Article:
Anna Záborská (Slovakia)
MEPs speak out on dementia
Anna Záborská (Slovakia) talks to AE about his priorities for the European elections (May 2009)
In the run up to the elections, Alzheimer Europe asked Members of the European Parliament the following questions:
1. As the mandate of this European Parliament draws to a close, we would be very interested in hearing which you consider to be the key accomplishments of this Parliament which had a direct impact on people with Alzheimer’s disease and their carers?
2. After the European Parliament elections in June, which are the main policy initiatives that will be important for people with dementia and their carers?
3. If you are re-elected, do you have any personal priorities that would be of particular interest to people with dementia and their carers?
Anna Záborská: In the European Parliament, it is possible to raise awareness of those engaged in taking a political or legislative decision. The problems of the people with neurodegenerative diseases – and particularly with Alzheimer’s disease – as well as those of their carers must not be left out of the picture. Our Carers Interest Group in the European Parliament is a real medium for reflection and setting up of strategies. It enables the institutional decision makers to get acquainted with the very problems of the carers thanks to the contribution NGOs such as Alzheimer Europe or the European Federation of Unpaid Parents and Carers at Home (FEFAF), as well as their national associations.
During my first mandate in the European Parliament, I wrote a report on women’s poverty in Europe and another one on inter-generational solidarity. Of course, I called on the policy makers to officially recognise the contribution of the women and the men who care for a dependant person. It is just a matter of equity and social justice.
Policies at all levels must reflect the carers’ predominant cross-cutting role for the sake of the people who are ill and for the common good of society. This is why I note with great pleasure that this was addressed not only within the Women’s Committee that I preside, but also within the Public Health Committee.
Do not forget that the European Parliament adopted written declaration 80/2008 on the need to recognise Alzheimer’s disease as a European public health priority and that this declaration is now an official European Parliament document ! I invite all the people with Alzheimer’s disease as well as their carers to make good use of the work of the European Parliament.
The work continues! I am fully aware that various political issues will compete with each other. The work of the Carers Interest Group is vital for policy makers who work on carers’ issues. It must remain a high priority and survive.
Right from the beginning of the next mandate, we must fight to include a budgetary allocation for the financing of Alzheimer associations and carers associations.
Then, I strongly believe we need to continue to speak about Alzheimer’s disease and the importance of the carers to the policy makers. We can easily work on the opportunities offered by the political agenda. In addition to World Alzheimer’s Day (21 September), I also think of World Day of Social Justice (20 February), World Health Day (7 May), Mothers’ Day (10 May), International Day of the Family (15 May) and Fathers’ Day (in June), Old People’s Day (1 October), or still, International Human Solidarity Day (20 December). All these dates are public opportunities to remind us that the people with Alzheimer’s disease are first and foremost cared for by a family member, and that these carers play a fundamental role for those who are sick, the other family members and the common good.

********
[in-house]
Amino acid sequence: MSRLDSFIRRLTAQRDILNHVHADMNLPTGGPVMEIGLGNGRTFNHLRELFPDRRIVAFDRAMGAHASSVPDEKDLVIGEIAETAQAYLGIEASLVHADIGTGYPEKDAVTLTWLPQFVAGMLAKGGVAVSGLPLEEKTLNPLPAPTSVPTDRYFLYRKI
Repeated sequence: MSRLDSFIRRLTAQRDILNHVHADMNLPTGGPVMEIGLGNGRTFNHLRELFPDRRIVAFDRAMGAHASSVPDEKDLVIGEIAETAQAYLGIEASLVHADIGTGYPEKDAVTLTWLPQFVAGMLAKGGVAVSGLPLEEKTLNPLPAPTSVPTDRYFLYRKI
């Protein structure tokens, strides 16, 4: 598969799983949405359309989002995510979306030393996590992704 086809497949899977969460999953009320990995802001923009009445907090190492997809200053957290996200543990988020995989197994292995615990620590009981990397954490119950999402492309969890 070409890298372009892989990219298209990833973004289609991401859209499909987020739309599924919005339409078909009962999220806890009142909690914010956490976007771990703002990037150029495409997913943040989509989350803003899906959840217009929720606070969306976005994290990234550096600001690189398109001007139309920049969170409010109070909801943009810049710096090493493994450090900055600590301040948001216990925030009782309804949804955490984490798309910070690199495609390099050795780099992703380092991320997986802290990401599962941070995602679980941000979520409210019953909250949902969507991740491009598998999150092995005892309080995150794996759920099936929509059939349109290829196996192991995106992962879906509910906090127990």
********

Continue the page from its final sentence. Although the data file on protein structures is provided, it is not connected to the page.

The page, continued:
I would also suggest to hold a European policy forum on Alzheimer’s disease and their carers. This cross-cutting event could be held in the European Economic and Social Committee.
Finally, if you allow me to dream, I would be delighted if DG Health in the European Commission could take forward the Council conclusions of 16 December 2008 that call for public health strategies to fight neurodegenerative diseases linked to age, and in particular Alzheimer’s disease. There again, this will be a major political initiative.
I am a Member of the European Parliament for Slovakia. In my country, we also face problems linked to neurodegenerative diseases, such as Alzheimer’s disease. We have marvellous people who we need to support in their endless fight. I thus will continue my involvement in favour of the persons with the disease, their families and their carers.
I promise to take forward the priorities of Written Declaration 80/2008 on the need to recognise Alzheimer’s disease as a European public health priority. We will thus need to promote pan-European research on the causes, prevention and treatment of Alzheimer’s disease, improve early diagnosis, simplify procedures for patients and carers and improve their quality of life, and, finally, give the Alzheimer associations regular support.
At the end of the mandate, we will be called upon to negotiate the 8th Framework Programme for European research. Neurodegenerative diseases, especially Alzheimer’s disease, will have to be included in the Programme. Regarding carers, we should make a better use of the European agencies to carry out a detailed analysis of the real work provided by the carers in order to better develop tools that will recognize the true value of their engagement.
Last Updated: Wednesday 14 October 2009